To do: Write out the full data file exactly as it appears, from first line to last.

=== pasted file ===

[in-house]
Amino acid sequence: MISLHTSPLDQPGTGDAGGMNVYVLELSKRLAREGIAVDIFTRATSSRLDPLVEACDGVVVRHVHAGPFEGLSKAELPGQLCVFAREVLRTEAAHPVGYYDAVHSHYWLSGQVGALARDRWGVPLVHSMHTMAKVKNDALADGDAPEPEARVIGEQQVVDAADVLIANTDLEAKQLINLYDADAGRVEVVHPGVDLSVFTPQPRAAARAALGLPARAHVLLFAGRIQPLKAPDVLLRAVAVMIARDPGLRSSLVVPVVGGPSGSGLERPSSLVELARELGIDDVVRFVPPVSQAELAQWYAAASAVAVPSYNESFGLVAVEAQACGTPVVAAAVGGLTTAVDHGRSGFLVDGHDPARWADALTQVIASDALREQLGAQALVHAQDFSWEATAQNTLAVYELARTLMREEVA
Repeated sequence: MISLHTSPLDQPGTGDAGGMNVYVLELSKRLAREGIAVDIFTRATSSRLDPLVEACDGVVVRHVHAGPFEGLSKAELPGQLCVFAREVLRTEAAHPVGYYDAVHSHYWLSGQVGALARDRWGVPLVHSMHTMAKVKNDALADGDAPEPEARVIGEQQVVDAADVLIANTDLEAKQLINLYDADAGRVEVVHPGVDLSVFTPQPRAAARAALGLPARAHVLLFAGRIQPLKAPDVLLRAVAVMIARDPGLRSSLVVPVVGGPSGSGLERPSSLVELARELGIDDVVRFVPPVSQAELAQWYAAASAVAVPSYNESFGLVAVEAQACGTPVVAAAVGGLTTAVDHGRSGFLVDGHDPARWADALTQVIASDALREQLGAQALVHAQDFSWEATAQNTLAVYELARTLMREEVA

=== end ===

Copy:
[in-house]
Amino acid sequence: MISLHTSPLDQPGTGDAGGMNVYVLELSKRLAREGIAVDIFTRATSSRLDPLVEACDGVVVRHVHAGPFEGLSKAELPGQLCVFAREVLRTEAAHPVGYYDAVHSHYWLSGQVGALARDRWGVPLVHSMHTMAKVKNDALADGDAPEPEARVIGEQQVVDAADVLIANTDLEAKQLINLYDADAGRVEVVHPGVDLSVFTPQPRAAARAALGLPARAHVLLFAGRIQPLKAPDVLLRAVAVMIARDPGLRSSLVVPVVGGPSGSGLERPSSLVELARELGIDDVVRFVPPVSQAELAQWYAAASAVAVPSYNESFGLVAVEAQACGTPVVAAAVGGLTTAVDHGRSGFLVDGHDPARWADALTQVIASDALREQLGAQALVHAQDFSWEATAQNTLAVYELARTLMREEVA
Repeated sequence: MISLHTSPLDQPGTGDAGGMNVYVLELSKRLAREGIAVDIFTRATSSRLDPLVEACDGVVVRHVHAGPFEGLSKAELPGQLCVFAREVLRTEAAHPVGYYDAVHSHYWLSGQVGALARDRWGVPLVHSMHTMAKVKNDALADGDAPEPEARVIGEQQVVDAADVLIANTDLEAKQLINLYDADAGRVEVVHPGVDLSVFTPQPRAAARAALGLPARAHVLLFAGRIQPLKAPDVLLRAVAVMIARDPGLRSSLVVPVVGGPSGSGLERPSSLVELARELGIDDVVRFVPPVSQAELAQWYAAASAVAVPSYNESFGLVAVEAQACGTPVVAAAVGGLTTAVDHGRSGFLVDGHDPARWADALTQVIASDALREQLGAQALVHAQDFSWEATAQNTLAVYELARTLMREEVA